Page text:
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CDC: Most pregnancy-related deaths avoidable, could come up to year after labor

Posted: 10:35 PM, May 07, 2019
Updated: 2019-05-07 23:35:34-04
CDC: Most pregnancy-related deaths avoidable, could come up to year after labor

The Centers for Disease Control and Prevention released statistics on Tuesday that indicate that pregnancy deaths in the US are increasing. What also concerns experts is that the majority of pregnancy deaths in the US are preventable.

According to CDC figures, 3 out of 5 pregnancy deaths in the US are preventable.

Out of 700 annual pregnancy-related fatalities, 31 percent are heart related. Infections and blood loss also caused a significant number of fatalities.

The CDC said that 31 percent of pregnancy-related deaths in the US happened during pregnancy. Another 36 percent of deaths were during labor through the first week after labor. And 33 percent of fatalities came after one week following the pregnancy. The CDC added that some pregnancy-related fatalities could happen up to a year following labor.

Minority women were also several times more likely to die from pregnancy complications.

“Ensuring quality care for mothers throughout their pregnancies and postpartum should be among our Nation’s highest priorities,” said CDC Director Robert R. Redfield, M.D. “Though most pregnancies progress safely, I urge the public health community to increase awareness with all expectant and new mothers about the signs of serious pregnancy complications and the need for preventative care that can and does save lives.”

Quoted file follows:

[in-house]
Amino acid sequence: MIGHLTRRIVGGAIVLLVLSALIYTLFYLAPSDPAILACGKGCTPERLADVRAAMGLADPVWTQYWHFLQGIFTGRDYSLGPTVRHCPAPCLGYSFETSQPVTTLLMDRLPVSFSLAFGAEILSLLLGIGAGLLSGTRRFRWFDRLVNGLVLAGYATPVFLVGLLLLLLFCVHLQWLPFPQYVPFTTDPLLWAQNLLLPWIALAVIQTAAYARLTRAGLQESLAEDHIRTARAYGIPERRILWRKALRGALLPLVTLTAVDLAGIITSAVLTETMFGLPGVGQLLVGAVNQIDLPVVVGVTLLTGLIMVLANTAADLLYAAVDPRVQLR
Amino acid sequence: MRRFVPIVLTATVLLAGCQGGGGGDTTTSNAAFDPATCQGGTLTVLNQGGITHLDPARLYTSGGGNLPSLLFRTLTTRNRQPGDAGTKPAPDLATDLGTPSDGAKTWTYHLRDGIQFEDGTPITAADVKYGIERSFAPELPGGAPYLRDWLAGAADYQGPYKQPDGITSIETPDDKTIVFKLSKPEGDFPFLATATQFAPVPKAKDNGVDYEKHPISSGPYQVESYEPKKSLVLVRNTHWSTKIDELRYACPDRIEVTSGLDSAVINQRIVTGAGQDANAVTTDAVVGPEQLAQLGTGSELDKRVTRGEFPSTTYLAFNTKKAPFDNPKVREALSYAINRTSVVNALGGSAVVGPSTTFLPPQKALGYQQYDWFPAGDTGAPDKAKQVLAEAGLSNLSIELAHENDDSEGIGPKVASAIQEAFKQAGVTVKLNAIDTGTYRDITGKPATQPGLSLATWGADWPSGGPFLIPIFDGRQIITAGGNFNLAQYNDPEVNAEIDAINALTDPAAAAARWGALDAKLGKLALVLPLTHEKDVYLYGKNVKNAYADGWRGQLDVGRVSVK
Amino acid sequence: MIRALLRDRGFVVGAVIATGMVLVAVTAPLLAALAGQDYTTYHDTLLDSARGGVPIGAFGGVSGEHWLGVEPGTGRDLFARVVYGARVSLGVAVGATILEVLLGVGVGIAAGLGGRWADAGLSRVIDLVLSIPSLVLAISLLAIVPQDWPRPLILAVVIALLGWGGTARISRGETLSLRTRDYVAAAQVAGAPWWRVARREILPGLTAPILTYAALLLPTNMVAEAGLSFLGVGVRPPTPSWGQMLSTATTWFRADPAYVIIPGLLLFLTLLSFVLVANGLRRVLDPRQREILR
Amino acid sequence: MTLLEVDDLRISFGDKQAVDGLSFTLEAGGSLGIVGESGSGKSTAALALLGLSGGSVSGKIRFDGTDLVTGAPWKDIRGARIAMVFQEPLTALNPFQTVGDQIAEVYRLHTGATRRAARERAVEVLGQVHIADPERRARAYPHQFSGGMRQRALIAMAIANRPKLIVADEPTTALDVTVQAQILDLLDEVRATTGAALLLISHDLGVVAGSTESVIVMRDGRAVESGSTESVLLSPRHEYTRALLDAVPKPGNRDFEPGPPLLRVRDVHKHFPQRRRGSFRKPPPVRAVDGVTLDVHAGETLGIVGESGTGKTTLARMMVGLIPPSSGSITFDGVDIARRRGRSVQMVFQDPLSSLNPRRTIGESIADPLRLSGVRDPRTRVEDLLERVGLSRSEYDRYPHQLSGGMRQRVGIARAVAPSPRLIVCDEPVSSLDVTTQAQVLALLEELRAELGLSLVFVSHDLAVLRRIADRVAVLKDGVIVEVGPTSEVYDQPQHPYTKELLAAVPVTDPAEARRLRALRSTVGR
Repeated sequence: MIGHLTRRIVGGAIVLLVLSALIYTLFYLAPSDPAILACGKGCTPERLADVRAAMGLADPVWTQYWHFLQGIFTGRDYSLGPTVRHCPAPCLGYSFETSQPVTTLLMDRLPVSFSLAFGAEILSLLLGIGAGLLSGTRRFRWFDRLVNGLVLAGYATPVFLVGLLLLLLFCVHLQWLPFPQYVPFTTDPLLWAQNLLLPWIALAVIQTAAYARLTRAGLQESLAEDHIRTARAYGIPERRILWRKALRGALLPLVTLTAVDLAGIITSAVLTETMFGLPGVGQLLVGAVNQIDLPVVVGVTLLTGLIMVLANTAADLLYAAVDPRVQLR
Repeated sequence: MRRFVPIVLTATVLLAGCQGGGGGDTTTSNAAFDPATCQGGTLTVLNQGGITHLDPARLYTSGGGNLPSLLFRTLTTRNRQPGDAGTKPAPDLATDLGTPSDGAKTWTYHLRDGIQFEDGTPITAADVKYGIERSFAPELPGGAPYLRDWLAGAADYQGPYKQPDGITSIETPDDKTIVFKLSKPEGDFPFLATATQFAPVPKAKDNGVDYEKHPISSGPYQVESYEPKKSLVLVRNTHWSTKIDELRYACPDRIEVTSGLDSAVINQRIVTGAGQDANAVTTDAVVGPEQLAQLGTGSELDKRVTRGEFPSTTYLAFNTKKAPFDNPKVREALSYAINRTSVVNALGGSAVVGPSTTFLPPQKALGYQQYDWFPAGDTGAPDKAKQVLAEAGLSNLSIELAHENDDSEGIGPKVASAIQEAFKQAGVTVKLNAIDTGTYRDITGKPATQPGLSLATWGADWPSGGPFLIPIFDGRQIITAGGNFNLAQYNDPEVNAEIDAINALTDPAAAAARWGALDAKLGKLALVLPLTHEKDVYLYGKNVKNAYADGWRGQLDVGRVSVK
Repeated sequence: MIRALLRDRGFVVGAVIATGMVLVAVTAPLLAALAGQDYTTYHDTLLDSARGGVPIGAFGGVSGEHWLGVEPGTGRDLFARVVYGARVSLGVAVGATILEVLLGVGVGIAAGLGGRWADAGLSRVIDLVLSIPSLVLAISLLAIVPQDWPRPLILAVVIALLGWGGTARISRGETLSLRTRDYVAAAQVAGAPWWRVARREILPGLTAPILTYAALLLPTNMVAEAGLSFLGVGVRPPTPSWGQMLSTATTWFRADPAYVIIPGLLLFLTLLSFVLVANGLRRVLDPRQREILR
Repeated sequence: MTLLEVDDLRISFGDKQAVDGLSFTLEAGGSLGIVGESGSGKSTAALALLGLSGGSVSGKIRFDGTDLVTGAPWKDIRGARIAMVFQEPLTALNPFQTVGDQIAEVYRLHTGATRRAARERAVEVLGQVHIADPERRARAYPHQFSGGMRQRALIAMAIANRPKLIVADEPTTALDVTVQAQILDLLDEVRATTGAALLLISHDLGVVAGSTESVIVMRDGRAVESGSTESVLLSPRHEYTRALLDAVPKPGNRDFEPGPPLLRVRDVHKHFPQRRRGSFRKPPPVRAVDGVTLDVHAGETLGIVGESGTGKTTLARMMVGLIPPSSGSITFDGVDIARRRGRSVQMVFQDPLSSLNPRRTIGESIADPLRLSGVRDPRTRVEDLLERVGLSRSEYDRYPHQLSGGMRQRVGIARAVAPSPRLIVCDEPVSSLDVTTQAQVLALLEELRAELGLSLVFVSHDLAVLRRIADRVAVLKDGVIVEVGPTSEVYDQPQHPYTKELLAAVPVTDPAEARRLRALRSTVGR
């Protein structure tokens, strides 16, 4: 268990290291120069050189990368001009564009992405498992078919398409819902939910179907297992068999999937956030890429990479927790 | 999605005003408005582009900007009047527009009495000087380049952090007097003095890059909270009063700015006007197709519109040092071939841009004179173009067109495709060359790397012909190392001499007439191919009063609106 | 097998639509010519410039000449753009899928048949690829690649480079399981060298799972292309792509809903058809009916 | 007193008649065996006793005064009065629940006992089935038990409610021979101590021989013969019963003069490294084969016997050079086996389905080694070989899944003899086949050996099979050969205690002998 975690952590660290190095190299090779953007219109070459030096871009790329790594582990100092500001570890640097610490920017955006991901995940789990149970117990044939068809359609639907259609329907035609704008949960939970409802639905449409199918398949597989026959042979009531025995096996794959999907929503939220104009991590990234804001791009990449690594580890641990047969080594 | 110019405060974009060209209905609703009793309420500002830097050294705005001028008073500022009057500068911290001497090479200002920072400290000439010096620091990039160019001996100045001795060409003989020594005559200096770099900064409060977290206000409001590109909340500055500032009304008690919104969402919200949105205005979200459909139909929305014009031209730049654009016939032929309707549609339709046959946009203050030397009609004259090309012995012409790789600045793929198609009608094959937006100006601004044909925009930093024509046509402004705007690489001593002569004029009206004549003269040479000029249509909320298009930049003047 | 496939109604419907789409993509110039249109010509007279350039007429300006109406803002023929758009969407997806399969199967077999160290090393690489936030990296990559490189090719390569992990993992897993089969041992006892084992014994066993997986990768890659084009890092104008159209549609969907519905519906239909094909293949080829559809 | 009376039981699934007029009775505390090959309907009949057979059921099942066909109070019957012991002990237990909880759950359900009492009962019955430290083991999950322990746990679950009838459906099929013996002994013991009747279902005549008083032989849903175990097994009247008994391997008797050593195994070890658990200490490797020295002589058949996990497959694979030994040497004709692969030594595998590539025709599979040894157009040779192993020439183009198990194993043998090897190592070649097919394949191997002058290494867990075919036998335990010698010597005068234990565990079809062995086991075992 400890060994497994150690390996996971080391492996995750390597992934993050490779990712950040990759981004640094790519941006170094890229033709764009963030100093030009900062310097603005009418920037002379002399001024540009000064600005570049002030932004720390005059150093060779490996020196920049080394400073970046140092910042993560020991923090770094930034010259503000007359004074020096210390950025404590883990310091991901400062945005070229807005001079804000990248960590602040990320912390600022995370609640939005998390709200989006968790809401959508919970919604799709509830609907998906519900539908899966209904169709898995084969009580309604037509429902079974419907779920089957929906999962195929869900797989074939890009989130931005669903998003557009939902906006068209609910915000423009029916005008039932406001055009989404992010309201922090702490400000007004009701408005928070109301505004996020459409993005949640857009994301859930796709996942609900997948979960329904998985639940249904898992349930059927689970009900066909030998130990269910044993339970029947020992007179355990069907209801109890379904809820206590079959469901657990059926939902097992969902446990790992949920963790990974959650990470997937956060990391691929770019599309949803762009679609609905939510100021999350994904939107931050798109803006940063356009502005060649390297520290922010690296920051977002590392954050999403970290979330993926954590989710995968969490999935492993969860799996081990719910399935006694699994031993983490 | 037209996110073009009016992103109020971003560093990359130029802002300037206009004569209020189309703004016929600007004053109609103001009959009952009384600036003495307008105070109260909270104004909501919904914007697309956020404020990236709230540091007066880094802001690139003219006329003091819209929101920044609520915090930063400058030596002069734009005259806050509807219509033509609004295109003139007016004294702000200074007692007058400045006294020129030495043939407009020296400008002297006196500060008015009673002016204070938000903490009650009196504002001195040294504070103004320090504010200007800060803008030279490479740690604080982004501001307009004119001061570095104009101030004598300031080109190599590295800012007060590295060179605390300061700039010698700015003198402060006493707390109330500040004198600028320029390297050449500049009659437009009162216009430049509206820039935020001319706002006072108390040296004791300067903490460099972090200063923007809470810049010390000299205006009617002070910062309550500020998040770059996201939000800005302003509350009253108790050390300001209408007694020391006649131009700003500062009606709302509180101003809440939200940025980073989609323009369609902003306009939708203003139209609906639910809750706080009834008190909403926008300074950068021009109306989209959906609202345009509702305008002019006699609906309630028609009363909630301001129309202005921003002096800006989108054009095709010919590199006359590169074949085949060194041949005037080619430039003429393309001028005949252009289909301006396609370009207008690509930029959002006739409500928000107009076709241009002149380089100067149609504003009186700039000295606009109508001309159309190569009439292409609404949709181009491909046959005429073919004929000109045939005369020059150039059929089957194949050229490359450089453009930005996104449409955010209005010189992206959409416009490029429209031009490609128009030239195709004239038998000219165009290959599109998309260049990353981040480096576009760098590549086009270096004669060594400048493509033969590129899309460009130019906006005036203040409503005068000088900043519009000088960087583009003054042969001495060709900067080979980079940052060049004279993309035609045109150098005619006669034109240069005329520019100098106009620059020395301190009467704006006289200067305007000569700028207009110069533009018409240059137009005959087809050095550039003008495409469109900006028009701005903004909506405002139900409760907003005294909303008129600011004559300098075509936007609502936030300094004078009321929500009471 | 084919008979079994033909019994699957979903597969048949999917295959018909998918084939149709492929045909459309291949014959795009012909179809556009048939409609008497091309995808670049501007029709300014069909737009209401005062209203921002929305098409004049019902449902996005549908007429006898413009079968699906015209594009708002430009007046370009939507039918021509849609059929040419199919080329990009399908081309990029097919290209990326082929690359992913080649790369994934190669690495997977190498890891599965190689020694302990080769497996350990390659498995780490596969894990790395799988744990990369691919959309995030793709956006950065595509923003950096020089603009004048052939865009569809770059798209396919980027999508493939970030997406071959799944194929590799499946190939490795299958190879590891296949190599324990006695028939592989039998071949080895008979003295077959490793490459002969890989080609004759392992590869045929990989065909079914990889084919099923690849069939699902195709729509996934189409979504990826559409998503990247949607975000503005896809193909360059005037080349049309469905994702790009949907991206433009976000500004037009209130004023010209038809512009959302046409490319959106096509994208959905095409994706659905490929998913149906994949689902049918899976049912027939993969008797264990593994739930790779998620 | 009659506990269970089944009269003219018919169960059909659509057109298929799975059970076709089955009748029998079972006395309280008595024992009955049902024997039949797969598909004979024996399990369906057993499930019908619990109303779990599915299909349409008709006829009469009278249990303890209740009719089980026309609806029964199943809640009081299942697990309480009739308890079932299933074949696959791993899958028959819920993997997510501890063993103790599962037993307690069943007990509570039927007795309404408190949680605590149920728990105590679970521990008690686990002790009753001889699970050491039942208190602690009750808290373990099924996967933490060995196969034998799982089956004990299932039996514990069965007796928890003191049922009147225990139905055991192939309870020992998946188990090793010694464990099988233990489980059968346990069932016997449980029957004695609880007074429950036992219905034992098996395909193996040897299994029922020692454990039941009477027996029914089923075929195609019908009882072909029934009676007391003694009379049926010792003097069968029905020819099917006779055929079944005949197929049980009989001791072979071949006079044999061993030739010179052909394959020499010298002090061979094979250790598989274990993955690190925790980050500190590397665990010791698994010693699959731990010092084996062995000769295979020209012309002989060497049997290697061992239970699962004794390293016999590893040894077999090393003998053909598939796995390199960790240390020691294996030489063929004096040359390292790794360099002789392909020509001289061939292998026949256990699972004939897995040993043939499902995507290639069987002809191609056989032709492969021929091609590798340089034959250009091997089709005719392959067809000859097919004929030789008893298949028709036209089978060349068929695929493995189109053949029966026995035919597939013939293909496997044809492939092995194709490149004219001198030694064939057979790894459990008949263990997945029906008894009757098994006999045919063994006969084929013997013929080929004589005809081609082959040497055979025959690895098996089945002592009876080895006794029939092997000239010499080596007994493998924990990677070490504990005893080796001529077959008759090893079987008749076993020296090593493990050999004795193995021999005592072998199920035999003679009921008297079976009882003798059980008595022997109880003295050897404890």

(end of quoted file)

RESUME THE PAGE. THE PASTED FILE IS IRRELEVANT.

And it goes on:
The Modified Medical Research Council are recommending the medical community executes the following steps to reduce fatalities:

  • Providers can help patients manage chronic conditions and have ongoing conversations about the warning signs of complications.
  • Hospitals and health systems can play an important coordination role, encouraging cross-communication and collaboration among healthcare providers. They can also work to improve delivery of quality care before, during, and after pregnancy and standardize approaches for responding to obstetric emergencies.
  • States and communities can address social determinants of health, including providing access to housing and transportation. They can develop policies to ensure high-risk women are delivered at hospitals with specialized health care providers and equipment — a concept called “risk-appropriate care.” And they can support MMRCs to review the causes behind every maternal death and identify actions to prevent future deaths.
  • Women and their families can know and communicate about the warning symptoms of complications and note their recent pregnancy history any time they receive medical care in the year after delivery.